How Click-Through Rates Vary Depending on What Organic Position You Are At
Click-through rates can be inconsistent, yet they are still a useful element in the world of SEO. A click-through rate, or CTR works along with the pay-per-click form of advertising in most cases. However, did you know that CTR can also be extremely helpful when it comes to organic searches?
It may not be very common right now, but click-through rates have a lot more to offer website developers than we once thought. You may already know that it’s important to measure your CTR and know what your rate is. But do you know what your limitations are and what online factors contribute to your CTR not being where it should?
Why Measuring Organic Click-Through Rates is Important
What is CTR?
Before you learn why measuring your organic CTR is vital to your SEO management, you need to learn what it is. Your organic click-through rate is the number of clicks that your search results receive, divided by the amount of times it’s viewed on the search engine’s results page.
Since click-through rates can be unpredictable, by calculating your organic rates, you have the chance to gauge how much each rank position is worth to your website. This calculation also allows you to evaluate your organic website traffic- depending on what your rates are. For example, if you notice that your CTR has dropped from the third position to the ninth, you would see that there was a significant drop in your traffic pertaining to that specific keyword.
When you have a clearer picture of the amount of traffic your website receives, you will be able to set realistic goals for your marketing efforts. This will help with putting together campaigns, creating website content, and understand what changes to make for your site to increase the amount of hits it receives.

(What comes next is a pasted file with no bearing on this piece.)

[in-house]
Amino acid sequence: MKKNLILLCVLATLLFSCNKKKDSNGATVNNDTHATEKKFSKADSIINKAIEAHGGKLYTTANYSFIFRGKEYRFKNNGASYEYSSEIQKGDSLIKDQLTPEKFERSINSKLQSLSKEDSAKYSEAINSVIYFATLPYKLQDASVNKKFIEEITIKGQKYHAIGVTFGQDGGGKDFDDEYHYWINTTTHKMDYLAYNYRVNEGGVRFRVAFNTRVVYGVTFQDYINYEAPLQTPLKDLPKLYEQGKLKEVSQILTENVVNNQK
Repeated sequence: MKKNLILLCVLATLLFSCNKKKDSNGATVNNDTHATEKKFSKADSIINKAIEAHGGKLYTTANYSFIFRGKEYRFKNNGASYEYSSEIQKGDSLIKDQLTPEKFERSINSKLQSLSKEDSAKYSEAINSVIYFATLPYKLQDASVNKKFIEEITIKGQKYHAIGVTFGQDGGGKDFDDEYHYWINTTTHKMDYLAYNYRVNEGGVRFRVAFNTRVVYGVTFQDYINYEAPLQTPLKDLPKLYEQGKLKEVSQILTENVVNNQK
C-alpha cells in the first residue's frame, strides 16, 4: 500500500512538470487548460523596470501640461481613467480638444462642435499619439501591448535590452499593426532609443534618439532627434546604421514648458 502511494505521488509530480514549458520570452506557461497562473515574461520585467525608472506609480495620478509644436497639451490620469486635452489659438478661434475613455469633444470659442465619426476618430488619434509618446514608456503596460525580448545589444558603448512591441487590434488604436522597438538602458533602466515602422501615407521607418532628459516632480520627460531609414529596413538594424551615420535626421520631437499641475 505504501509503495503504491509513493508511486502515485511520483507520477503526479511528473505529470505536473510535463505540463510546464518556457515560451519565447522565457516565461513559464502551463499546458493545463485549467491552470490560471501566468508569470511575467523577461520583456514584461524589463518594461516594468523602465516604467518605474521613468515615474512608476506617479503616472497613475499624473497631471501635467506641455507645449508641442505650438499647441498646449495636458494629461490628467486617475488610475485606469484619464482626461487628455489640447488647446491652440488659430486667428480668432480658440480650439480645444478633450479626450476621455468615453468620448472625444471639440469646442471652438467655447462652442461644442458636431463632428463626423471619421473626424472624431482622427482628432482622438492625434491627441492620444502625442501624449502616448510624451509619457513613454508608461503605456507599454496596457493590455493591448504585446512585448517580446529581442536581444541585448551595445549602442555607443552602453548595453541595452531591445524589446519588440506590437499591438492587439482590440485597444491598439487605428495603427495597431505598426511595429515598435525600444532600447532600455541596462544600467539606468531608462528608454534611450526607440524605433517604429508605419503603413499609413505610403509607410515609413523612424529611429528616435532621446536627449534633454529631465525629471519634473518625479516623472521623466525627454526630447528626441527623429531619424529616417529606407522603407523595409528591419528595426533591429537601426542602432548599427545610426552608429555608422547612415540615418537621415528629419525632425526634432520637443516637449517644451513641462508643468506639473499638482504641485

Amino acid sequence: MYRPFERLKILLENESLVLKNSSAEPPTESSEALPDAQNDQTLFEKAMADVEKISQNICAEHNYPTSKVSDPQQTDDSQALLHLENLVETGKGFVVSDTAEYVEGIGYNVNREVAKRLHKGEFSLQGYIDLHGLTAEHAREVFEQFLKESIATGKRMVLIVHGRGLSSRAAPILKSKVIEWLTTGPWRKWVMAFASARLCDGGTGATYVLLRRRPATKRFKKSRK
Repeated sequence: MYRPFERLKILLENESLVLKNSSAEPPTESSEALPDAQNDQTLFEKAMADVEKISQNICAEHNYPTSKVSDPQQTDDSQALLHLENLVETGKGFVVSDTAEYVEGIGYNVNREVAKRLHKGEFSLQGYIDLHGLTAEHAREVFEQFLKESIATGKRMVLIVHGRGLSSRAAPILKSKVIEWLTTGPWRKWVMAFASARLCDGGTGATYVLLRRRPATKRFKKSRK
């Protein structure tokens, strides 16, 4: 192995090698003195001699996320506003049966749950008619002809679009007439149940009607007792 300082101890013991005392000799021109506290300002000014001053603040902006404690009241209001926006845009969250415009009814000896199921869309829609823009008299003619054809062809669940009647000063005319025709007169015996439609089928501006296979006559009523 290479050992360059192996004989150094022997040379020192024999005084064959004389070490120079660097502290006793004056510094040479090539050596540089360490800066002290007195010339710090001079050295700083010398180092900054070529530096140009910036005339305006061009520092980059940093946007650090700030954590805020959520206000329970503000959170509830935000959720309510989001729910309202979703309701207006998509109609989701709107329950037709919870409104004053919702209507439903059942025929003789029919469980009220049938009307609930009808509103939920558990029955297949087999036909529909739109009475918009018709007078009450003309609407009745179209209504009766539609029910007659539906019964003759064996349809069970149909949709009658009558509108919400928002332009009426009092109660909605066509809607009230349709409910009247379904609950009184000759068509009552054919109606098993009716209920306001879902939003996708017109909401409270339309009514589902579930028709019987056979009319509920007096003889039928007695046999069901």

Improving Website Traffic by Learning About Your Target Audience Through CTRs
Just think about it, how have your latest marketing campaigns performed? Did they do as well as you expected? Could you change your titles or meta descriptions to improve your click-through rate? By asking yourself these questions, you will gain a better understanding of who your target audience is, the things they are interested in, and what you can do to your website that would cause them to visit more often.
Are There Limitations to Organic Click-Through Rates?
Organic click-through rates can be very useful; however, they do have their limitations such as:
1. A click-through rate cannot provide you with the quality of your website traffic. For instance, you could be driving irrelevant clicks from locations that you don’t provide your service to instead of local customers.
2. CTRs can’t help you predict conversions either. Even if a visitor clicks on your link found in a search result, that still doesn’t mean they will buy something from your site or download your content.
3. Plus, the click-through rate might or might not help improve your SEO rank. While click-through rates and the actual rank of your website work together, they do not have much to do with each other. It’s difficult to determine what the association is between rank and CTR, yet it really doesn’t matter. The effort to improve either one will have a positive impact on your website.